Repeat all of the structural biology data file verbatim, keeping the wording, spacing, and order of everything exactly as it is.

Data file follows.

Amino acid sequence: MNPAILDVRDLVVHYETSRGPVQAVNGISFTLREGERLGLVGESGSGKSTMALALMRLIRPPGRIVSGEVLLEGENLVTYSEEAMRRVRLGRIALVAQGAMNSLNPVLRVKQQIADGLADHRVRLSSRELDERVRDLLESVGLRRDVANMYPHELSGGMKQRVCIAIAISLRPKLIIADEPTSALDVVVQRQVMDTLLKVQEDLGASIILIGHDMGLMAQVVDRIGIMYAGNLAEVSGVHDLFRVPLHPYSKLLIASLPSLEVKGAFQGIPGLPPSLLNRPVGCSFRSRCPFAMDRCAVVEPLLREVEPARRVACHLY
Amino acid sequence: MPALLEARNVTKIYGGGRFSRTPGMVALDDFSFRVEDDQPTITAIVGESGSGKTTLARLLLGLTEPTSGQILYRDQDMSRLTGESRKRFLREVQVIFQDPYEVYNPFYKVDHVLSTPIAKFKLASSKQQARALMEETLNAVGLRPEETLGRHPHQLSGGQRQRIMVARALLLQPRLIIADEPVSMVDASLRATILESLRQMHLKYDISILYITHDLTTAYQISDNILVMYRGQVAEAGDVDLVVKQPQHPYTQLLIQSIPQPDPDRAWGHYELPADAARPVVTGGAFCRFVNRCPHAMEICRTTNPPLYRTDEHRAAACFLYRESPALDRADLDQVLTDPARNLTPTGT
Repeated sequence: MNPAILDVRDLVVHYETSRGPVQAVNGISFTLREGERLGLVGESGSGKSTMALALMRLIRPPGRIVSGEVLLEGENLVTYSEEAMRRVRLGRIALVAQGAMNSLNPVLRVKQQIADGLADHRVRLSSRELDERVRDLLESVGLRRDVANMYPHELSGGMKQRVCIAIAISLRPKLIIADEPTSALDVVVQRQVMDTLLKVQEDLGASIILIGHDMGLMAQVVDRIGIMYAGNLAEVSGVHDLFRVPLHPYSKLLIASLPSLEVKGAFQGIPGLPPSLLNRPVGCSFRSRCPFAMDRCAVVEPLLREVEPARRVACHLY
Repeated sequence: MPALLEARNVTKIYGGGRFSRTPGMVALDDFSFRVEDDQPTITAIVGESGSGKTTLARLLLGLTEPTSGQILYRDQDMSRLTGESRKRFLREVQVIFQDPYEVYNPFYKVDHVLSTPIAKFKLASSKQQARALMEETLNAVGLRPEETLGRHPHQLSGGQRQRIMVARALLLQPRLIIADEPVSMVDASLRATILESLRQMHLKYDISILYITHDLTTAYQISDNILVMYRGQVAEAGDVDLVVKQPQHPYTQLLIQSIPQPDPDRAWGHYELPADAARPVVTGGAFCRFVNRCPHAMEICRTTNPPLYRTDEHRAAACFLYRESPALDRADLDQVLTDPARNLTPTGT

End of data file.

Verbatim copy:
Amino acid sequence: MNPAILDVRDLVVHYETSRGPVQAVNGISFTLREGERLGLVGESGSGKSTMALALMRLIRPPGRIVSGEVLLEGENLVTYSEEAMRRVRLGRIALVAQGAMNSLNPVLRVKQQIADGLADHRVRLSSRELDERVRDLLESVGLRRDVANMYPHELSGGMKQRVCIAIAISLRPKLIIADEPTSALDVVVQRQVMDTLLKVQEDLGASIILIGHDMGLMAQVVDRIGIMYAGNLAEVSGVHDLFRVPLHPYSKLLIASLPSLEVKGAFQGIPGLPPSLLNRPVGCSFRSRCPFAMDRCAVVEPLLREVEPARRVACHLY
Amino acid sequence: MPALLEARNVTKIYGGGRFSRTPGMVALDDFSFRVEDDQPTITAIVGESGSGKTTLARLLLGLTEPTSGQILYRDQDMSRLTGESRKRFLREVQVIFQDPYEVYNPFYKVDHVLSTPIAKFKLASSKQQARALMEETLNAVGLRPEETLGRHPHQLSGGQRQRIMVARALLLQPRLIIADEPVSMVDASLRATILESLRQMHLKYDISILYITHDLTTAYQISDNILVMYRGQVAEAGDVDLVVKQPQHPYTQLLIQSIPQPDPDRAWGHYELPADAARPVVTGGAFCRFVNRCPHAMEICRTTNPPLYRTDEHRAAACFLYRESPALDRADLDQVLTDPARNLTPTGT
Repeated sequence: MNPAILDVRDLVVHYETSRGPVQAVNGISFTLREGERLGLVGESGSGKSTMALALMRLIRPPGRIVSGEVLLEGENLVTYSEEAMRRVRLGRIALVAQGAMNSLNPVLRVKQQIADGLADHRVRLSSRELDERVRDLLESVGLRRDVANMYPHELSGGMKQRVCIAIAISLRPKLIIADEPTSALDVVVQRQVMDTLLKVQEDLGASIILIGHDMGLMAQVVDRIGIMYAGNLAEVSGVHDLFRVPLHPYSKLLIASLPSLEVKGAFQGIPGLPPSLLNRPVGCSFRSRCPFAMDRCAVVEPLLREVEPARRVACHLY
Repeated sequence: MPALLEARNVTKIYGGGRFSRTPGMVALDDFSFRVEDDQPTITAIVGESGSGKTTLARLLLGLTEPTSGQILYRDQDMSRLTGESRKRFLREVQVIFQDPYEVYNPFYKVDHVLSTPIAKFKLASSKQQARALMEETLNAVGLRPEETLGRHPHQLSGGQRQRIMVARALLLQPRLIIADEPVSMVDASLRATILESLRQMHLKYDISILYITHDLTTAYQISDNILVMYRGQVAEAGDVDLVVKQPQHPYTQLLIQSIPQPDPDRAWGHYELPADAARPVVTGGAFCRFVNRCPHAMEICRTTNPPLYRTDEHRAAACFLYRESPALDRADLDQVLTDPARNLTPTGT